#OneMinuteMan: Why taking cold showers makes you a healthier, sharper, and generally happier human being

Posted on October 03 2016

We get it. You're probably thinking we sound like hardos right now. Hot showers are awesome.

Hot showers feel fuggin' fantastic. They can relieve tension and soothe stiff muscles (while you're in the shower, at least). They even increase your levels of oxytocin. Known as the "love hormone," oxytocin's the chemical your body produces when you wanna cuddle, snuggle, or just kinda wanna watch a couple episodes of Narcos on the couch with bae. 

But cold showers are better (for you), because:

      • When the cold water hits you, your heart rate increases, providing a rush of blood flow to the rest of the body. This is your body’s first dose of natural energy. You’re mentally sharp, your body's awake, before your morning coffee.

      • Sounds counterintuitive, but the cold actually improves blood flow to your organs. This causes your arteries to more efficiently pump blood, which, in turn, boosts your overall heart health.

      • Footnote to the above. The cold water can also lower blood pressure, clear blocked arteries, and improve the immune system.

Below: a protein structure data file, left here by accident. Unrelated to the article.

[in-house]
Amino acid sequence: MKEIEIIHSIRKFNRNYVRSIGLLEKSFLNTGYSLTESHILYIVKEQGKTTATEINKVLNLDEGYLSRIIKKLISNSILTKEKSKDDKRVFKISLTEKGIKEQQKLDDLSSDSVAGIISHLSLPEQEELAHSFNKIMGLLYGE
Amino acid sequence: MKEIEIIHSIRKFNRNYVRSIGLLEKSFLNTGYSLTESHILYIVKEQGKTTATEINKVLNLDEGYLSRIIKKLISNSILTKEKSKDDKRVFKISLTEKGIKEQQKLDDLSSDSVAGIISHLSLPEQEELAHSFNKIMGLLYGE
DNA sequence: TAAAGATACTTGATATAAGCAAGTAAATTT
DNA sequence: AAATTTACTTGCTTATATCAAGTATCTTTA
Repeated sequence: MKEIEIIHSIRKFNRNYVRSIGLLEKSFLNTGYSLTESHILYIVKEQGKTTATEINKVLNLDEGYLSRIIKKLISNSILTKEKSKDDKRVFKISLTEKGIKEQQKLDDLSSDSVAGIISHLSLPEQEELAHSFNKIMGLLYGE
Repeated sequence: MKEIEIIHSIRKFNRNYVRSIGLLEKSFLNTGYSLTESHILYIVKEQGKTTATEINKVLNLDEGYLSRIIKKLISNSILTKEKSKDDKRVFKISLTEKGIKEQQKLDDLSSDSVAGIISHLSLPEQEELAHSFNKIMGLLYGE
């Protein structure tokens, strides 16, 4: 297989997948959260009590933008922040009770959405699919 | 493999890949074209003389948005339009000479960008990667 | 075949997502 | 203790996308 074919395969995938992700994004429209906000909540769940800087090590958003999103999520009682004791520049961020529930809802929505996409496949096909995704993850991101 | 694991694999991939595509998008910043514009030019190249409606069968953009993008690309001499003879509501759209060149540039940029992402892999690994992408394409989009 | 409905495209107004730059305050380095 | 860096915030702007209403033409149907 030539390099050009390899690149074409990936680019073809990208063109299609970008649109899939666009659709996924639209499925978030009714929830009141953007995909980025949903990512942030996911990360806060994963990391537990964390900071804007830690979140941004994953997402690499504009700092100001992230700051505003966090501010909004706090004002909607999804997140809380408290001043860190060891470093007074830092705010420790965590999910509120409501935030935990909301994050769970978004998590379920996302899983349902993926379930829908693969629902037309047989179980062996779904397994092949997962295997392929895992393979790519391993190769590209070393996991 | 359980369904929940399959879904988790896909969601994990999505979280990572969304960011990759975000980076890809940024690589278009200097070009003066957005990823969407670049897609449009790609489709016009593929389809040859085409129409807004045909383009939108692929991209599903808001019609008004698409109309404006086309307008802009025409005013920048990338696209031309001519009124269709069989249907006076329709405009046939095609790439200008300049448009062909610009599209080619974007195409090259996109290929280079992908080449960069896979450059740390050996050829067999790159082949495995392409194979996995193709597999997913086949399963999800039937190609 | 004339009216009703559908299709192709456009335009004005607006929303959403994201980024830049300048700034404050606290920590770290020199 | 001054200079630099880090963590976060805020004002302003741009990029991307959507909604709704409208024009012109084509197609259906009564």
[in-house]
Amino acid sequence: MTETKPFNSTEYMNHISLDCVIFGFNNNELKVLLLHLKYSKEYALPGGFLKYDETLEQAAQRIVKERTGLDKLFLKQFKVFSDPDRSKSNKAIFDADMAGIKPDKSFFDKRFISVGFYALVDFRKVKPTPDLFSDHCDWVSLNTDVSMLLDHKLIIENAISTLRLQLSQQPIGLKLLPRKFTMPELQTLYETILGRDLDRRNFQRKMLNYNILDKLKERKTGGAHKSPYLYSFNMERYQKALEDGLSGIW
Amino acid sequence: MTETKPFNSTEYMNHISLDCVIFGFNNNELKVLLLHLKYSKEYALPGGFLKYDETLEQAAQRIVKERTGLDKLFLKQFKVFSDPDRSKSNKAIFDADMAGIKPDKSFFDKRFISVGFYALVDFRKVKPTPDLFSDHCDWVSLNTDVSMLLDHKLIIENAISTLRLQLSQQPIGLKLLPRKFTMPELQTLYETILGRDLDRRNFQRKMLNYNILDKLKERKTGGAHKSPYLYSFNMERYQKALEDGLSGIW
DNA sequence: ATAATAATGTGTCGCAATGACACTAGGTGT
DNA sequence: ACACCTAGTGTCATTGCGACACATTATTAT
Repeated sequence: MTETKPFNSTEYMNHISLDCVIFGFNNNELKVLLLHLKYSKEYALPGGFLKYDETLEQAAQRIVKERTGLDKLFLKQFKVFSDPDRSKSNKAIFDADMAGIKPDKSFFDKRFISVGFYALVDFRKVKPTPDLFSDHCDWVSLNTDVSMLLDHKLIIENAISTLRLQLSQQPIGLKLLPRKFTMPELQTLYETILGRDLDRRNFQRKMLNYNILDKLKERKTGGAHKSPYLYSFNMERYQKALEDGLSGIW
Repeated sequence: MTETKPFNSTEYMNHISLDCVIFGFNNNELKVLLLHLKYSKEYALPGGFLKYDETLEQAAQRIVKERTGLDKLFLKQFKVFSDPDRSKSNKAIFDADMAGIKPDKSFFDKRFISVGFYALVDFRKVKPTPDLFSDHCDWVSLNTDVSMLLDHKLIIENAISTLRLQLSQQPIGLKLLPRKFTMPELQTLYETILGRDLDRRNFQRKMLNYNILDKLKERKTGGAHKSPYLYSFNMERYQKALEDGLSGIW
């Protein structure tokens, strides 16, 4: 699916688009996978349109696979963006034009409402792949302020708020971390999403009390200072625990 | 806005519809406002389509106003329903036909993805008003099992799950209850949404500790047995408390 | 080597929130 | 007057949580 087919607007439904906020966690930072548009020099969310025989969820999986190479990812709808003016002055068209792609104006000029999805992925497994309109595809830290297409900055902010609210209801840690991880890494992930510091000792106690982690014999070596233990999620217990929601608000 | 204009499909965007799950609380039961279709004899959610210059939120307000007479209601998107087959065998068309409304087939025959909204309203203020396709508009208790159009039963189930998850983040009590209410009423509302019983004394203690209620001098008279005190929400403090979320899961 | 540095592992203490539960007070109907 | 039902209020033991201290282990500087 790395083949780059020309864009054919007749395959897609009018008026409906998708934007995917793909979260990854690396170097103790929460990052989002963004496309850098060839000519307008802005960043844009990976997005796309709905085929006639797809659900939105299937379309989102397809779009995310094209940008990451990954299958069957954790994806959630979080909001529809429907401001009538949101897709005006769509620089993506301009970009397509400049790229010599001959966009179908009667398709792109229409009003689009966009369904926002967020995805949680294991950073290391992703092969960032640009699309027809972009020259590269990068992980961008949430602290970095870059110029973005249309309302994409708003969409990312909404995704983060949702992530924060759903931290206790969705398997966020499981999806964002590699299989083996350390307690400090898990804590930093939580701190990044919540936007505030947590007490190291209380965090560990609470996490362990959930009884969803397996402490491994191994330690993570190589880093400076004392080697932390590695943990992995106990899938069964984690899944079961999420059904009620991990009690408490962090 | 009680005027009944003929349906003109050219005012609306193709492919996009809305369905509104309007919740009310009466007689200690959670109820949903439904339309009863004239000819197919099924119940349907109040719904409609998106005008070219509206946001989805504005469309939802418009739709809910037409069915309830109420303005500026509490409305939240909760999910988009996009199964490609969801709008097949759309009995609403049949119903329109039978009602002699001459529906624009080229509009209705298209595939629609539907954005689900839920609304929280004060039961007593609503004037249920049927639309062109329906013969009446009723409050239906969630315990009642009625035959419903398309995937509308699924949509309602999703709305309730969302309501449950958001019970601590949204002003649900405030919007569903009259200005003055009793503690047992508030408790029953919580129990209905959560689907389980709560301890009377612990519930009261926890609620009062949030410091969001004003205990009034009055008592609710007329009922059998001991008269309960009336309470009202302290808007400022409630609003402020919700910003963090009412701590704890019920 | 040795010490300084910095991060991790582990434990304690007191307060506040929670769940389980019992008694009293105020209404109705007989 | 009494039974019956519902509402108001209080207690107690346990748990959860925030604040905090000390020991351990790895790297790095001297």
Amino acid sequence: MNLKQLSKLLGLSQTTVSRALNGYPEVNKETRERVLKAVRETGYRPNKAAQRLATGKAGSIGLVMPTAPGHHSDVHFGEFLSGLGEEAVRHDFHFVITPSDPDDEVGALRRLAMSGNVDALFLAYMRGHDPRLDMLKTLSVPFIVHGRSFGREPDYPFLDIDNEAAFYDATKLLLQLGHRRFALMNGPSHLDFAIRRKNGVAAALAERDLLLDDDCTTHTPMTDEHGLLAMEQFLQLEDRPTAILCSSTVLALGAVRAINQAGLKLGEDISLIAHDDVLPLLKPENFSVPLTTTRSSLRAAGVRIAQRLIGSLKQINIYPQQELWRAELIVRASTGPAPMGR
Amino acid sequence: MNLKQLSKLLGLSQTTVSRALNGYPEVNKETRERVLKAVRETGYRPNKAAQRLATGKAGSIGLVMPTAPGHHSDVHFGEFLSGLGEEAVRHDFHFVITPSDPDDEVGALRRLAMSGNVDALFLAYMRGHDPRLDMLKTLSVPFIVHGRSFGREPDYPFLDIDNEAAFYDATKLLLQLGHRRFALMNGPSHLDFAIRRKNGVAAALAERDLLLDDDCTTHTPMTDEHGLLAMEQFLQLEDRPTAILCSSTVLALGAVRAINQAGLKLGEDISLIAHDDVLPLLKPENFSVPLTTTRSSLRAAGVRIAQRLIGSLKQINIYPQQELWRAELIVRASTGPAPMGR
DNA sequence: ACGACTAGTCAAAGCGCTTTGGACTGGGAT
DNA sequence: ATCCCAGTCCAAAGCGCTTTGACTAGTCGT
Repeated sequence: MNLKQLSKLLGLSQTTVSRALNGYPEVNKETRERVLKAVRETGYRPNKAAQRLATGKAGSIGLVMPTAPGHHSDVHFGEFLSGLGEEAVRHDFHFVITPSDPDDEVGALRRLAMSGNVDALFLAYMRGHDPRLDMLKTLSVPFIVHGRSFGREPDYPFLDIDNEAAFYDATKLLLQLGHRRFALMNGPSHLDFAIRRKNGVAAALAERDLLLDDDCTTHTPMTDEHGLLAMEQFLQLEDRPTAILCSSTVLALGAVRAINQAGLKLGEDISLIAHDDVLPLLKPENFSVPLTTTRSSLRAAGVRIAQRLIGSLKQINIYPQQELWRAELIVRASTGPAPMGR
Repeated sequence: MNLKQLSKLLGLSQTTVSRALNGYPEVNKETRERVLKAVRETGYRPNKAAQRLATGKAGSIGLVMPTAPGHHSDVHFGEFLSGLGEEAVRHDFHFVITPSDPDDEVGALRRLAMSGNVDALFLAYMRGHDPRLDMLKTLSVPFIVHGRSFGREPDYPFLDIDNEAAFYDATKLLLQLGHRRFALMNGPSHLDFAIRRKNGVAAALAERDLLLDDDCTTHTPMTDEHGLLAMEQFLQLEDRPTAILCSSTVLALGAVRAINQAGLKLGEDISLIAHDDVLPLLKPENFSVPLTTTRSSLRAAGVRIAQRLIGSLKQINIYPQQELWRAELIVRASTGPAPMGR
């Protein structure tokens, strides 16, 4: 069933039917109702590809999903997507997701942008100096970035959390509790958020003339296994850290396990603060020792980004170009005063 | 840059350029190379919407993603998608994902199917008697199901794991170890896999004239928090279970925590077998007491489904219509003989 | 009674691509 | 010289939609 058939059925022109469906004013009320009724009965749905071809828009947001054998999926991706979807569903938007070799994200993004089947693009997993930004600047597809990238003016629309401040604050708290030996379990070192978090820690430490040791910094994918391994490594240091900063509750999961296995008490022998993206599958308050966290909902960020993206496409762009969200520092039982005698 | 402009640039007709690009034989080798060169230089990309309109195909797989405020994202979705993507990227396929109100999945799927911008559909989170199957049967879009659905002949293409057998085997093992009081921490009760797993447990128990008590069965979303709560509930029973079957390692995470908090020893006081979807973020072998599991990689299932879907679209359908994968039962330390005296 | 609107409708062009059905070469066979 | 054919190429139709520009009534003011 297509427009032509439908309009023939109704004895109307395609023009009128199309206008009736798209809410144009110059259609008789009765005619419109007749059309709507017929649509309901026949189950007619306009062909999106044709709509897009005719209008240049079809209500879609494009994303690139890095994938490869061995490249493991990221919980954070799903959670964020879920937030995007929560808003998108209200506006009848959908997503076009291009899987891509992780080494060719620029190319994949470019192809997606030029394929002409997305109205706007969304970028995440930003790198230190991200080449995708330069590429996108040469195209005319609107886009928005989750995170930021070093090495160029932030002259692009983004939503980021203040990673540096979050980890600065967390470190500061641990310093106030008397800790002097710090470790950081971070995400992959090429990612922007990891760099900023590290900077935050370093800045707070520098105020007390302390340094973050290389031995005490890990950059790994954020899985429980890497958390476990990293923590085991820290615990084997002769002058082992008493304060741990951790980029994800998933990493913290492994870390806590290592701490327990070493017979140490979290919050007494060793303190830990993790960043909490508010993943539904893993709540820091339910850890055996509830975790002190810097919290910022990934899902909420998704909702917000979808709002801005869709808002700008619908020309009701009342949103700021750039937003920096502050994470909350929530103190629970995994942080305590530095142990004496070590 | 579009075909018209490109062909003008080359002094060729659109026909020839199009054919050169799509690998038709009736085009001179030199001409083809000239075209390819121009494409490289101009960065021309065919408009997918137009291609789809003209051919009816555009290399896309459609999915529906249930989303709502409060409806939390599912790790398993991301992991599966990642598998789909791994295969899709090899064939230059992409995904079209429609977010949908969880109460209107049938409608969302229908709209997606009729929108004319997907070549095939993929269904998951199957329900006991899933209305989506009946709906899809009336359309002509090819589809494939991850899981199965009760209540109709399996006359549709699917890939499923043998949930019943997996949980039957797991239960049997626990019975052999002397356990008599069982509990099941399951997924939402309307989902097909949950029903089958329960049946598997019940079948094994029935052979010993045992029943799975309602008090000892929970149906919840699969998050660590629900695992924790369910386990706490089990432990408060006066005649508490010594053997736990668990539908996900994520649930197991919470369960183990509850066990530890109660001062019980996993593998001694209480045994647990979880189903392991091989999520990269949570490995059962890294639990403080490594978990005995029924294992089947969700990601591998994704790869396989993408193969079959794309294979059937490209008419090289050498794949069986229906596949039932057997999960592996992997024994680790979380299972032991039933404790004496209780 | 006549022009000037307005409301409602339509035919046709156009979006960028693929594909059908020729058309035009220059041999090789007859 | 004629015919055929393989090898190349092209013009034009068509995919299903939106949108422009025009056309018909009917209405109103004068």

• You know this by now, the cold's a great healer for sore muscles and achy joints. But it's more than that. We, as human beings thrive in the cold. Studies show that the cold, combined with breathing exercises, can treat autoimmune conditions and viruses, and ease mental health issues, like depression and stress.

      • Watch this badass Vice documentary about Wim Hof, also known as the "Ice Man." Total legend who believes (and has proven under stern scientific scrutiny) that the cold can perform miracles on the body. Yeah, it's nuts. 

We'd be remiss if we didn't say...

The first time you take a cold one, it’s gonna suck. Honestly, it's gonna suck a lot and you're probably gonna want to turn the hot water on. Don't. When you do it again the next morning, it’s still gonna suck...but it's gonna suck a little less.

This goes on for a few weeks until your morning cold shower becomes tolerable. Then, after a couple months, it becomes actually enjoyable.

Still, truth is, you never get totally used to the first few seconds of a cold shower. When those icy rivulets hit your body like a hundred daggers. But, without that feeling, a cold shower wouldn't be a cold shower.  

So do it up. Try it tomorrow. 

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